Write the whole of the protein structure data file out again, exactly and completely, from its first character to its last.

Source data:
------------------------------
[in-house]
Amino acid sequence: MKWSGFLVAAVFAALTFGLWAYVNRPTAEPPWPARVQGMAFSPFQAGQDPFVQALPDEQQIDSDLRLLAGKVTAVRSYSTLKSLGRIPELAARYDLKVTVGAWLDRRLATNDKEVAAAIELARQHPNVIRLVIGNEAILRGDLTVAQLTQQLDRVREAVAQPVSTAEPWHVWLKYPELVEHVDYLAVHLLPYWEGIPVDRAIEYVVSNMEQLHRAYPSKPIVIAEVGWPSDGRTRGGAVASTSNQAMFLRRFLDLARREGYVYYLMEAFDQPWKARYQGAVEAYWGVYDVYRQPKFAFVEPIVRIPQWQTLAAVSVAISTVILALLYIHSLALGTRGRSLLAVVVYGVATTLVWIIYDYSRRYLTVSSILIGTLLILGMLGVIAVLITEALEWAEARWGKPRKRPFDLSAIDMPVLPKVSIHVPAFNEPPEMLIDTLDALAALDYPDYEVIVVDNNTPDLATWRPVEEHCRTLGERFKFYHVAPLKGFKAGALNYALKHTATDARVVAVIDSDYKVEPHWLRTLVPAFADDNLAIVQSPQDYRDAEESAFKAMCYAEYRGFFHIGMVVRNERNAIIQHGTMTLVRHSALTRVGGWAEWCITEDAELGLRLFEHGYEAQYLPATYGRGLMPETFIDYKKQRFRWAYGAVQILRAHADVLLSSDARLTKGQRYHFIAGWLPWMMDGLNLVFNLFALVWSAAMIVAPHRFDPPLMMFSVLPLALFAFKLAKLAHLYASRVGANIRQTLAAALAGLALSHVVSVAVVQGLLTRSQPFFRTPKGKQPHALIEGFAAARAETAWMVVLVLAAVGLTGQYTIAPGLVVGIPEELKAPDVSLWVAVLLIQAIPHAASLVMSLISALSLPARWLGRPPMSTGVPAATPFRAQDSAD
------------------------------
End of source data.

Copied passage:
[in-house]
Amino acid sequence: MKWSGFLVAAVFAALTFGLWAYVNRPTAEPPWPARVQGMAFSPFQAGQDPFVQALPDEQQIDSDLRLLAGKVTAVRSYSTLKSLGRIPELAARYDLKVTVGAWLDRRLATNDKEVAAAIELARQHPNVIRLVIGNEAILRGDLTVAQLTQQLDRVREAVAQPVSTAEPWHVWLKYPELVEHVDYLAVHLLPYWEGIPVDRAIEYVVSNMEQLHRAYPSKPIVIAEVGWPSDGRTRGGAVASTSNQAMFLRRFLDLARREGYVYYLMEAFDQPWKARYQGAVEAYWGVYDVYRQPKFAFVEPIVRIPQWQTLAAVSVAISTVILALLYIHSLALGTRGRSLLAVVVYGVATTLVWIIYDYSRRYLTVSSILIGTLLILGMLGVIAVLITEALEWAEARWGKPRKRPFDLSAIDMPVLPKVSIHVPAFNEPPEMLIDTLDALAALDYPDYEVIVVDNNTPDLATWRPVEEHCRTLGERFKFYHVAPLKGFKAGALNYALKHTATDARVVAVIDSDYKVEPHWLRTLVPAFADDNLAIVQSPQDYRDAEESAFKAMCYAEYRGFFHIGMVVRNERNAIIQHGTMTLVRHSALTRVGGWAEWCITEDAELGLRLFEHGYEAQYLPATYGRGLMPETFIDYKKQRFRWAYGAVQILRAHADVLLSSDARLTKGQRYHFIAGWLPWMMDGLNLVFNLFALVWSAAMIVAPHRFDPPLMMFSVLPLALFAFKLAKLAHLYASRVGANIRQTLAAALAGLALSHVVSVAVVQGLLTRSQPFFRTPKGKQPHALIEGFAAARAETAWMVVLVLAAVGLTGQYTIAPGLVVGIPEELKAPDVSLWVAVLLIQAIPHAASLVMSLISALSLPARWLGRPPMSTGVPAATPFRAQDSAD